was rather amusing to stand
and observe the eagerness
each as he went forward to dri
his number to see whether
There are quite a number
recruits arriving at present,
the old recruits have a chan
to show their ability in insti
The poor old mail carri
caught it during Christmas. 1
had to summon all the boys
assist him in carrying all t
goodies from homefolks. 1
came in with packages piled si
high and his pockets cramm
We began to fear that o
turkey dinner Xmas day wot
be missing as the shipment w
reported lost but a later mi
sage stated that it had arrive
And I want to tell you hon
folks that you don’t know wh
Here’s wishing all you hon
folks a bright and happy Ni
Private Patrick J. McCollt
was assigned to Co., 40, 10
Battallion Depot Brigade. ]
wishes homefolks a Mer
Josiah Webster, of Idabel, C
lahoma, was taken suddenly
with an attack of appendici
December 22nd. He was tak
to the hospital for treatme
He is located in Battery “]
343d F. A. N. A.
John Sidney Bolin has i
eentlv received his appointme
as cook in Battery “D” 34
F. A. N. A. He took a corn
in the Cook’s and Bake
Private Raggon Mayers is t
joying a visit with his brothe
Jess, Lonnie and Charles. Th
drove from McCurtain countv
their car and will stay here !
four or five days. Raggon is
1st class private in Compa
“I” 358th. Inf.
Corporal Henry C. Stins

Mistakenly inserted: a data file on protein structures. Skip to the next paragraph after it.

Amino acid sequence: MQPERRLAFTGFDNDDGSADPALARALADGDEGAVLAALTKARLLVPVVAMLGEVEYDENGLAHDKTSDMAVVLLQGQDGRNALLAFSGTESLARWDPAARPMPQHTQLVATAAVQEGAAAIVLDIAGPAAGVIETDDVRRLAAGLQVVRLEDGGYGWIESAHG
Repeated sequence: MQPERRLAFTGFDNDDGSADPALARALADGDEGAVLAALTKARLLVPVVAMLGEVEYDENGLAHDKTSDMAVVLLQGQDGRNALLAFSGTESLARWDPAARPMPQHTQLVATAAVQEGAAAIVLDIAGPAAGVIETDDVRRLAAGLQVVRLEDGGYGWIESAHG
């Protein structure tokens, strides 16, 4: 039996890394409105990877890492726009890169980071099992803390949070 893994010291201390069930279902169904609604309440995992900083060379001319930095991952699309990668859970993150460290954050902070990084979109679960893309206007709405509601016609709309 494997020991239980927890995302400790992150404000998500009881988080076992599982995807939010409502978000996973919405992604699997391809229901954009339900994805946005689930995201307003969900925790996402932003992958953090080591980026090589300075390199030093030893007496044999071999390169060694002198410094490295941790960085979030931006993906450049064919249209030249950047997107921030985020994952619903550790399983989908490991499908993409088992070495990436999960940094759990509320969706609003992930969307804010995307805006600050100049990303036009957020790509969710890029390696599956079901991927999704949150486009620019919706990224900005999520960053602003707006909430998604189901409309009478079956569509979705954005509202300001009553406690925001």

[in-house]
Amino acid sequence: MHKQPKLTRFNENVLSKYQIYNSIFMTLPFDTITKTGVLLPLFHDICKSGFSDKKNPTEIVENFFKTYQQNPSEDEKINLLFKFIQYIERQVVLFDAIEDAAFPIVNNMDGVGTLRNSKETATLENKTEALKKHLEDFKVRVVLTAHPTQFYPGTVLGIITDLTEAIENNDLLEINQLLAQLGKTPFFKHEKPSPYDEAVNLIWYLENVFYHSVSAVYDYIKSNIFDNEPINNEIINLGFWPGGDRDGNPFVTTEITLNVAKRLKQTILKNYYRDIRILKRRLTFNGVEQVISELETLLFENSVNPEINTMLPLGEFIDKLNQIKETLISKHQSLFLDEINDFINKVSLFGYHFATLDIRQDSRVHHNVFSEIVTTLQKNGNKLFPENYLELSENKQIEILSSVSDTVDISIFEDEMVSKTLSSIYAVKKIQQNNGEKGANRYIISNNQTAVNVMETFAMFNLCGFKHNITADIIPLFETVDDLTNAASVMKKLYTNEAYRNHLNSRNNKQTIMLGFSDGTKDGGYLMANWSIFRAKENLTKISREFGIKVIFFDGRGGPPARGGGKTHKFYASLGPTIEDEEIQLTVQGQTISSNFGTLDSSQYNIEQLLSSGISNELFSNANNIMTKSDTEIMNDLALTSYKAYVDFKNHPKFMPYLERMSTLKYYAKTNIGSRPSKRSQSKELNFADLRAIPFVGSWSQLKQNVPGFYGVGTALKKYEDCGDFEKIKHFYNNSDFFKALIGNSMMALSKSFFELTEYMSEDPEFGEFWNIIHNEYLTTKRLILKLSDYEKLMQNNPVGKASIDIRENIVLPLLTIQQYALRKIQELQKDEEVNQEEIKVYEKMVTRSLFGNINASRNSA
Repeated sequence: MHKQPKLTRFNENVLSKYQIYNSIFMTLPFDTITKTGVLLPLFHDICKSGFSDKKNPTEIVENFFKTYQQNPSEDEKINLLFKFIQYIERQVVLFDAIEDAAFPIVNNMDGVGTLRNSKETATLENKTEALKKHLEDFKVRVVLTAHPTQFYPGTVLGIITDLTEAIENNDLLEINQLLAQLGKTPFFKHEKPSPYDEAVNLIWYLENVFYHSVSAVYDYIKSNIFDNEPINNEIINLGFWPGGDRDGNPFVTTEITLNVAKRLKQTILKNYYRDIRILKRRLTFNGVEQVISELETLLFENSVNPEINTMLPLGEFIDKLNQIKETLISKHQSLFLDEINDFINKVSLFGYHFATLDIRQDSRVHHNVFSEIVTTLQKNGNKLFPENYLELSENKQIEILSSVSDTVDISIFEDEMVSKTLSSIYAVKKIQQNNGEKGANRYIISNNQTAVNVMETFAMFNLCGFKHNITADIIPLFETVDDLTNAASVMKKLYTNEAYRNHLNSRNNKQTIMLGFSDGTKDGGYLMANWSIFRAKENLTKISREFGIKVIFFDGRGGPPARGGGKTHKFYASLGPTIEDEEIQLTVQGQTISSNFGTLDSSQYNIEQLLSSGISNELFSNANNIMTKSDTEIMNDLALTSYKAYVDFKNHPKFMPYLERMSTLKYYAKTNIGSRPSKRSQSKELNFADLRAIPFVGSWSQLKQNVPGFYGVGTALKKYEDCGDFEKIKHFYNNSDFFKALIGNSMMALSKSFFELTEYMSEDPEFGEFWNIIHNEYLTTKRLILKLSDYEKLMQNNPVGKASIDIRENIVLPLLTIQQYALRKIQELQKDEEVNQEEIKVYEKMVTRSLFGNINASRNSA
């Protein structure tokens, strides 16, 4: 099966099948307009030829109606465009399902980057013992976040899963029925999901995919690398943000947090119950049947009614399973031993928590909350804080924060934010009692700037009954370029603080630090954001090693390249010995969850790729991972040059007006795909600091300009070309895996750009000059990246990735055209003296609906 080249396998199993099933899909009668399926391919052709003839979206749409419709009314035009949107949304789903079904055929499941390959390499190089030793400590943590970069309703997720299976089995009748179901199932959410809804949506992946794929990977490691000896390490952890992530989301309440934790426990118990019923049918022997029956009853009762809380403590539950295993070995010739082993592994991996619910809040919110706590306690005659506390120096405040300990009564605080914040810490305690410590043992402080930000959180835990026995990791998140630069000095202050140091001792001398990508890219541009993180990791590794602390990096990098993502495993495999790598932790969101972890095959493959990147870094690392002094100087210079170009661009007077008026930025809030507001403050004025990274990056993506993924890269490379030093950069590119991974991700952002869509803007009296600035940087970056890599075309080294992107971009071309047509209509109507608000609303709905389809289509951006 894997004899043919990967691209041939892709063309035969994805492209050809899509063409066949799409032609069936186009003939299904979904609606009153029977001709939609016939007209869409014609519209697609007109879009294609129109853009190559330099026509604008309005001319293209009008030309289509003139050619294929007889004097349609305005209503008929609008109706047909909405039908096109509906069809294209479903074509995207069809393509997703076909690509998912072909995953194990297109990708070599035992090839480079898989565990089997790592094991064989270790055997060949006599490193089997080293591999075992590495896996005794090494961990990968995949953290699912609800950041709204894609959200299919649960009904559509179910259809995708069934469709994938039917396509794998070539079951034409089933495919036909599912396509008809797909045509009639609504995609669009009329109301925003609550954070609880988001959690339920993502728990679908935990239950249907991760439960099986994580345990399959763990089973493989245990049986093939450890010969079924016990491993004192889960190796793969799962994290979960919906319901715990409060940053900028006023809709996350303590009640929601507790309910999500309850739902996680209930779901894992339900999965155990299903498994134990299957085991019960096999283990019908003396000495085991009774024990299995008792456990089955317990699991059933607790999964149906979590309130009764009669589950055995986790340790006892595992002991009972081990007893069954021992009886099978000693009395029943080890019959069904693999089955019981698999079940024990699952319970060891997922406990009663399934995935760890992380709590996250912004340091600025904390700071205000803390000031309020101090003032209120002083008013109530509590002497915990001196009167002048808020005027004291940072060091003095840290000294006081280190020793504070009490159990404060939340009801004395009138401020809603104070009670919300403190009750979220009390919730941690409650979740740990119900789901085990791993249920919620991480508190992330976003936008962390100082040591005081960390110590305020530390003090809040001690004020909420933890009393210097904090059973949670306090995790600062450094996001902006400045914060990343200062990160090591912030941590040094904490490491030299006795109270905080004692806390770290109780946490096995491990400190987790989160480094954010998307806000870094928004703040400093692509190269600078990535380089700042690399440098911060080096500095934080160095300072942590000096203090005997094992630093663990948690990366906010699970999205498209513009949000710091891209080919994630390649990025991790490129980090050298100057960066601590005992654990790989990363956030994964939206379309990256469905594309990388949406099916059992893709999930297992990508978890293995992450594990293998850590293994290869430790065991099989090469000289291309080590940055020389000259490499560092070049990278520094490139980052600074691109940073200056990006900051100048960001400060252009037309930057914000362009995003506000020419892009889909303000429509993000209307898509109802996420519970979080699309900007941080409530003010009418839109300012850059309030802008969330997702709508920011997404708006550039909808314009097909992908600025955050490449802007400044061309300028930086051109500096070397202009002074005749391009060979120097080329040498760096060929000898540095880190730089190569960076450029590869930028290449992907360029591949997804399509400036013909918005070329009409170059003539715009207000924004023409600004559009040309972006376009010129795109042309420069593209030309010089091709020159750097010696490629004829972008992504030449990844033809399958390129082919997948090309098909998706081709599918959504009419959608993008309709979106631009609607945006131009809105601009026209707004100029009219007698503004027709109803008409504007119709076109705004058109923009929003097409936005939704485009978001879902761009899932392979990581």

and Private Thomas E. Sincli
were transferred to the Cast
Camp at Washington, D. C„ y<
New Year’s Day finds o
Company very much alive a
breathing the spirit of good v
to all who were making “one”
our National struggle for I
mocracy and Human Liberty.
Following is a list reco
mended for promotion: Corp<
al Robt. T. Best, Sargeant; C<
poral Harrison B. Neese, Si
geant; First class privates
corporals, Frank R. Brady, Gi
T. Harris, Jas. H. Redd, Wall
G. White, Claude E. Roberts a
Theodore Clevenger; Geo.
Banks from 1st cook to M<
A Sale am
At The Wyi
to arrive Satu
well broke ar
If you want a p
call and see us.
Here’s what’s next.
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Old, W. J. McCurtain Gazette. (Idabel, Okla.), Vol. 12, No. 91, Ed. 1 Wednesday, January 9, 1918, newspaper, January 9, 1918; Idabel, Oklahoma. (https://gateway.okhistory.org/ark:/67531/metadc1042920/m1/6/: accessed March 21, 2019), The Gateway to Oklahoma History, https://gateway.okhistory.org; crediting Oklahoma Historical Society.